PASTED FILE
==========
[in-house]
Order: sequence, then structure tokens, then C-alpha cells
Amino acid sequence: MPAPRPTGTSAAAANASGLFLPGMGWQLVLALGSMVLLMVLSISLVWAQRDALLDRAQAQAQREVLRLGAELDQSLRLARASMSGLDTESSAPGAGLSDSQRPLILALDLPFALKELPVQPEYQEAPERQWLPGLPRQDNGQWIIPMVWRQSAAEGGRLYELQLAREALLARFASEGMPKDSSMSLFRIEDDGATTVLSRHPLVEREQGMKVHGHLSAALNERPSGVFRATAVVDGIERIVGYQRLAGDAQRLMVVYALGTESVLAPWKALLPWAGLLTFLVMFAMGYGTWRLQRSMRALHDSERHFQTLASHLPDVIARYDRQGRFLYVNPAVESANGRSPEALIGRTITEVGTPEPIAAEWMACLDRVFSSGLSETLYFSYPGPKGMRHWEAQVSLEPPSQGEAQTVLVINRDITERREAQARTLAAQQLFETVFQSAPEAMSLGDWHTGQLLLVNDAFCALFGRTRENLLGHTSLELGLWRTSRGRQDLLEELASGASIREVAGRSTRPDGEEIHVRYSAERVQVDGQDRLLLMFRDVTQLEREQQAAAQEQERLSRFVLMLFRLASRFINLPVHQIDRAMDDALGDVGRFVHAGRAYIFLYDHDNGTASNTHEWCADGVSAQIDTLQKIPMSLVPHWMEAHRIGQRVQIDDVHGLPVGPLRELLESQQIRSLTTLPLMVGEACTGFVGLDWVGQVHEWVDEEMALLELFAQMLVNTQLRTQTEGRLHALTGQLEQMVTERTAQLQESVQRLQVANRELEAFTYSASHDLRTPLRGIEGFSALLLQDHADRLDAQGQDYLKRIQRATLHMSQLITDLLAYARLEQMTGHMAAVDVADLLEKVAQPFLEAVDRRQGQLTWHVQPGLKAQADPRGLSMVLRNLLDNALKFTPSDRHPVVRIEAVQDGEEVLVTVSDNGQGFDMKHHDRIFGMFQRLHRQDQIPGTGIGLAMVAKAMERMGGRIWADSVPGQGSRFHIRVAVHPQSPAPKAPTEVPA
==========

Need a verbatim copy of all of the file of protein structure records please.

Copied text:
[in-house]
Order: sequence, then structure tokens, then C-alpha cells
Amino acid sequence: MPAPRPTGTSAAAANASGLFLPGMGWQLVLALGSMVLLMVLSISLVWAQRDALLDRAQAQAQREVLRLGAELDQSLRLARASMSGLDTESSAPGAGLSDSQRPLILALDLPFALKELPVQPEYQEAPERQWLPGLPRQDNGQWIIPMVWRQSAAEGGRLYELQLAREALLARFASEGMPKDSSMSLFRIEDDGATTVLSRHPLVEREQGMKVHGHLSAALNERPSGVFRATAVVDGIERIVGYQRLAGDAQRLMVVYALGTESVLAPWKALLPWAGLLTFLVMFAMGYGTWRLQRSMRALHDSERHFQTLASHLPDVIARYDRQGRFLYVNPAVESANGRSPEALIGRTITEVGTPEPIAAEWMACLDRVFSSGLSETLYFSYPGPKGMRHWEAQVSLEPPSQGEAQTVLVINRDITERREAQARTLAAQQLFETVFQSAPEAMSLGDWHTGQLLLVNDAFCALFGRTRENLLGHTSLELGLWRTSRGRQDLLEELASGASIREVAGRSTRPDGEEIHVRYSAERVQVDGQDRLLLMFRDVTQLEREQQAAAQEQERLSRFVLMLFRLASRFINLPVHQIDRAMDDALGDVGRFVHAGRAYIFLYDHDNGTASNTHEWCADGVSAQIDTLQKIPMSLVPHWMEAHRIGQRVQIDDVHGLPVGPLRELLESQQIRSLTTLPLMVGEACTGFVGLDWVGQVHEWVDEEMALLELFAQMLVNTQLRTQTEGRLHALTGQLEQMVTERTAQLQESVQRLQVANRELEAFTYSASHDLRTPLRGIEGFSALLLQDHADRLDAQGQDYLKRIQRATLHMSQLITDLLAYARLEQMTGHMAAVDVADLLEKVAQPFLEAVDRRQGQLTWHVQPGLKAQADPRGLSMVLRNLLDNALKFTPSDRHPVVRIEAVQDGEEVLVTVSDNGQGFDMKHHDRIFGMFQRLHRQDQIPGTGIGLAMVAKAMERMGGRIWADSVPGQGSRFHIRVAVHPQSPAPKAPTEVPA